Nichole Kycia PA-C

Currently affiliated with Ellington Pediatrics

860-870-8841

38 West Rd
 Ellington , CT 06029

Our Location


Currently affiliated with Ellington Pediatrics
38 West Rd
Ellington , Connecticut 06029
Phone: 860-870-8841

Lyme Disease

Lyme disease is caused by a bacterium spread to humans by the bite of an infected black-legged tick. The tick becomes infected with the bacteria if it has bitten an infected mouse or deer. Humans are most frequently bitten by young ticks (nymphs) that are small and difficult to spot. Individuals who go to places where black-legged ticks are prevalent should take care to protect themselves. Most cases of Lyme disease can be effectively treated if diagnosed early, but left untreated can result in serious, life-altering symptoms.

Transmission of Lyme Disease

Black-legged ticks are most commonly found in the Northeast, the Pacific Coast and the upper Midwest. While they can attach to any part of the body, people are more likely to be infected if they are bitten in obscured areas, such as the armpits, scalp and groin, where the bites are less likely to be noticed. Since a tick must be attached to its host for 36 to 48 hours in order to transmit Lyme disease, it is best to discover and remove a tick before it becomes engorged with its hosts blood.

Symptoms of Lyme Disease

Symptoms of Lyme disease vary depending on how promptly the disease is diagnosed. There are three stages of Lyme disease, each with progressively more serious symptoms.

First Stage

The first stage of Lyme disease usually occurs during the first few days to a week or two after a bite. During this stage, the patient may notice:

  • Mosquito-like bite
  • Red, expanding bullseye rash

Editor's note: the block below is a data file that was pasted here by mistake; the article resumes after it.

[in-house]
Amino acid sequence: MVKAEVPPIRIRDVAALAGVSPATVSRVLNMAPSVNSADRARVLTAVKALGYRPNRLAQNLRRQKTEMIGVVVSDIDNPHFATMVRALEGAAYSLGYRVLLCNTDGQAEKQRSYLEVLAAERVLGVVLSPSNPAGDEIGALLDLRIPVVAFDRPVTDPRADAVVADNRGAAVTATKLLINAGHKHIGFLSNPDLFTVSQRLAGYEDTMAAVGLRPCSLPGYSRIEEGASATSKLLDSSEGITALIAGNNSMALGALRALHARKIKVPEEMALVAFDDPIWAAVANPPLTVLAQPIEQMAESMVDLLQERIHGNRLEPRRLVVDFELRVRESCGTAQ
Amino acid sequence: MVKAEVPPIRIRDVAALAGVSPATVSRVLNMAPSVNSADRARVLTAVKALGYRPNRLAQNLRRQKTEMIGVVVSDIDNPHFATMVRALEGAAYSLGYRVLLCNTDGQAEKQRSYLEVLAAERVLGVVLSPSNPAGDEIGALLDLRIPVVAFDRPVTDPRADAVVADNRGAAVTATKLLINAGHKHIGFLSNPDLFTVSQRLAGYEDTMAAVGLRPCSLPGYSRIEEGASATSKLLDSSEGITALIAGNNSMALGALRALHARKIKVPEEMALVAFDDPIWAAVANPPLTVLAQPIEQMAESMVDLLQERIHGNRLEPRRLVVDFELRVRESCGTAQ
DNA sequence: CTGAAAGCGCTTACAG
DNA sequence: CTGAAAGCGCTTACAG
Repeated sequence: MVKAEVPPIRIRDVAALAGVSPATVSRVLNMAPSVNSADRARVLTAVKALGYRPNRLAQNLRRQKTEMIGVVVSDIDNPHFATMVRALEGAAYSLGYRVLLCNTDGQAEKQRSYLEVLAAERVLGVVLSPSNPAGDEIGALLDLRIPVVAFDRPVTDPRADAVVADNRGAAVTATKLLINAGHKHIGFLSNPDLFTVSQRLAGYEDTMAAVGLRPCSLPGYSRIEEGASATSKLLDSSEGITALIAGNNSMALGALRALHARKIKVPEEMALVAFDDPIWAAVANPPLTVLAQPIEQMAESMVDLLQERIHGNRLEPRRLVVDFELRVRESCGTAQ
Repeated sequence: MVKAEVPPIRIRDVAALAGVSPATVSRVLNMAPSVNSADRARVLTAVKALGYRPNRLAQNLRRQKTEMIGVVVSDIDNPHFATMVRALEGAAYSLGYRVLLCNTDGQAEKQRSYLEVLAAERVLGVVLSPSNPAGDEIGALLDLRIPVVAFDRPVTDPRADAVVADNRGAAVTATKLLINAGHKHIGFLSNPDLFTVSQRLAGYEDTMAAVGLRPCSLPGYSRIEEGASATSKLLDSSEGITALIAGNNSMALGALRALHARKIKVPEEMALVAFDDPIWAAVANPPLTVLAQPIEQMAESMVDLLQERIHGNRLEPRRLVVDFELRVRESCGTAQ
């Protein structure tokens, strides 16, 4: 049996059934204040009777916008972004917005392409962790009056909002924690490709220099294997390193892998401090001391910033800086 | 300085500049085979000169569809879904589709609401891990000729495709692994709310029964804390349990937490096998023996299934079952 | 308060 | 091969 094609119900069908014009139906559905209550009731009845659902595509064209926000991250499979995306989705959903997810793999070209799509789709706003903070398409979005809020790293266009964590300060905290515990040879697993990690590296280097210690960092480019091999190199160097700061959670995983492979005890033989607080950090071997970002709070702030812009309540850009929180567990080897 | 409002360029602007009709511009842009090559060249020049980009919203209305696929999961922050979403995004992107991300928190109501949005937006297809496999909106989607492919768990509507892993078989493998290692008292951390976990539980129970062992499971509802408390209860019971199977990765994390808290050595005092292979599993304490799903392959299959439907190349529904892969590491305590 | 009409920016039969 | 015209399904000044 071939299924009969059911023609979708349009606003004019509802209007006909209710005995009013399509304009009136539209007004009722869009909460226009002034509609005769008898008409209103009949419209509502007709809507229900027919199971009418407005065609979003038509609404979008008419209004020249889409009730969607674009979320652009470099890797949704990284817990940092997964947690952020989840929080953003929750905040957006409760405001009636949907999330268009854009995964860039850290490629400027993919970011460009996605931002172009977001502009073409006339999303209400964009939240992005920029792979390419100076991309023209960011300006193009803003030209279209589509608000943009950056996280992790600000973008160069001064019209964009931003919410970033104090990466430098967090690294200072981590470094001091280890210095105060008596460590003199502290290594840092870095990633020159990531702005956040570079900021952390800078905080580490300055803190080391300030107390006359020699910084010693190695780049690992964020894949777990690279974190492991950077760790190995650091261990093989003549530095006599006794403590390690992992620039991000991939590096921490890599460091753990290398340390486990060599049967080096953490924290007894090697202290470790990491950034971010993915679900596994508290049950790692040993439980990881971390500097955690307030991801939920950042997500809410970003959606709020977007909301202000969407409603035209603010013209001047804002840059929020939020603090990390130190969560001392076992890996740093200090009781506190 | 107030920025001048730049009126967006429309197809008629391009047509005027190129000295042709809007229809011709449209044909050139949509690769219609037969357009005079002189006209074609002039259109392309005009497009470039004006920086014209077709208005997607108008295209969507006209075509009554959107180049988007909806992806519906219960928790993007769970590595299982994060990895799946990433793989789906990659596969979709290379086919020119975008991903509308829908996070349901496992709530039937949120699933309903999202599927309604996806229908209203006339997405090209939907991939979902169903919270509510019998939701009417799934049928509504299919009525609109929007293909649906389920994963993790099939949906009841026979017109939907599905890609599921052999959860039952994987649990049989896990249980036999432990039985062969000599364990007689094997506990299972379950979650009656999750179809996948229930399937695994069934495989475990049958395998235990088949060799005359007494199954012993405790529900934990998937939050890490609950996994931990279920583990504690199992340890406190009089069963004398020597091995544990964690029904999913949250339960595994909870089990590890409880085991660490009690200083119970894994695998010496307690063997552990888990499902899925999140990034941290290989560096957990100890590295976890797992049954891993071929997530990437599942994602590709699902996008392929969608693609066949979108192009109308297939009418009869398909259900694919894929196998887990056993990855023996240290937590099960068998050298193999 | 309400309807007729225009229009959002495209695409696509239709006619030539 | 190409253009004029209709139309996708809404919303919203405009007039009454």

• Fatigue and malaise
  • Chills and fever
  • Headache
  • Muscle and joint pain
  • Swollen glands

Only about 70 percent of patients develop the bullseye rash with Lyme disease and many people are unaware of either the bite or the rash. This is why the symptoms of Lyme disease often masquerade as the signs of other conditions.

Second Stage

The second stage of Lyme disease, which may occur weeks or months after the bite, may include:

  • Other bullseye rashes
  • Bell's palsy
  • Meningitis (severe head and neck pain)
  • Painful swelling of the larger joints
  • Heart palpitations or tachycardia
  • Dizziness, shortness of breath

While these symptoms may resolve without treatment in the weeks to months after they appear, left untreated the disease may result in even more serious, permanent, life-altering complications.

Third Stage

The third stage of Lyme disease, which may occur months or even years after the insect bite may include:

  • Arthritis, muscle and joint pain
  • Neurological symptoms
  • Eye inflammation
  • Hepatitis
  • Meningitis

The neurological symptoms of third stage Lyme disease may include: numbness and tingling and cognitive deficits.

Diagnosis of Lyme Disease

Diagnosis of Lyme disease, especially in its early stages, is difficult. Early blood tests may show a false negative. This is because the antibodies produced in response to the infection do not usually show up on blood tests until weeks later. The illness is usually diagnosed by a combination of symptoms and a medical history that indicates the probability of exposure to ticks. Even with a negative blood test result, antibiotics may be prescribed because of the importance of treating the disease as soon as possible.

Treatment of Lyme Disease

Lyme disease in its earlier stages is usually treated with oral antibiotics that clear the infection and prevent future complications. Intravenous treatment may be required for patients with underlying medical conditions or for those with the more advanced stages of Lyme disease. Other medications may be used to treat specific symptoms of Lyme disease. Most symptoms of the disease will subside after thorough antibiotic treatment, assuming the disease has been detected early enough.

Prevention of Lyme Disease

There are several measures that can be taken to avoid Lyme disease. These include:

  • Avoiding wooded areas or dense grass
  • Using tick repellent containing at least 20 percent DEET
  • Wearing light-colored clothing, including socks
  • Tucking pants into socks when hiking
  • Using tick repellent and spraying permethrin on clothing
  • Showering or bathing after outdoor activities
  • Checking the body for ticks after spending time outdoors
  • Examining pets, clothing and camping gear for ticks
  • Tumbling clothes in the dryer at high heat for 1 hour

Although Lyme disease is an uncomfortable and potentially serious disease, with proper precautions it can be avoided altogether or detected early enough to be successfully treated.

Additional Resources